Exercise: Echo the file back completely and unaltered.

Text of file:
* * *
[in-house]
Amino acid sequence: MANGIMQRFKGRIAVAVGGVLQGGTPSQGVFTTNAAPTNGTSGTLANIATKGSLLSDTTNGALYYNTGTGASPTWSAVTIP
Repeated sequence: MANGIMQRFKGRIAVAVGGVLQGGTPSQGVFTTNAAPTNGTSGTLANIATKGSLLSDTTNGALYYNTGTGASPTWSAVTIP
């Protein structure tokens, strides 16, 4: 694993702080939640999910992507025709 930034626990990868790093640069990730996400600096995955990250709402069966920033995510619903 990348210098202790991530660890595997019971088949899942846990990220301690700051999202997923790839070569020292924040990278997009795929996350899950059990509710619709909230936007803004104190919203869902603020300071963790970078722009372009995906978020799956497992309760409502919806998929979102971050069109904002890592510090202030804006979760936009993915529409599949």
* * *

[in-house]
Amino acid sequence: MANGIMQRFKGRIAVAVGGVLQGGTPSQGVFTTNAAPTNGTSGTLANIATKGSLLSDTTNGALYYNTGTGASPTWSAVTIP
Repeated sequence: MANGIMQRFKGRIAVAVGGVLQGGTPSQGVFTTNAAPTNGTSGTLANIATKGSLLSDTTNGALYYNTGTGASPTWSAVTIP
């Protein structure tokens, strides 16, 4: 694993702080939640999910992507025709 930034626990990868790093640069990730996400600096995955990250709402069966920033995510619903 990348210098202790991530660890595997019971088949899942846990990220301690700051999202997923790839070569020292924040990278997009795929996350899950059990509710619709909230936007803004104190919203869902603020300071963790970078722009372009995906978020799956497992309760409502919806998929979102971050069109904002890592510090202030804006979760936009993915529409599949």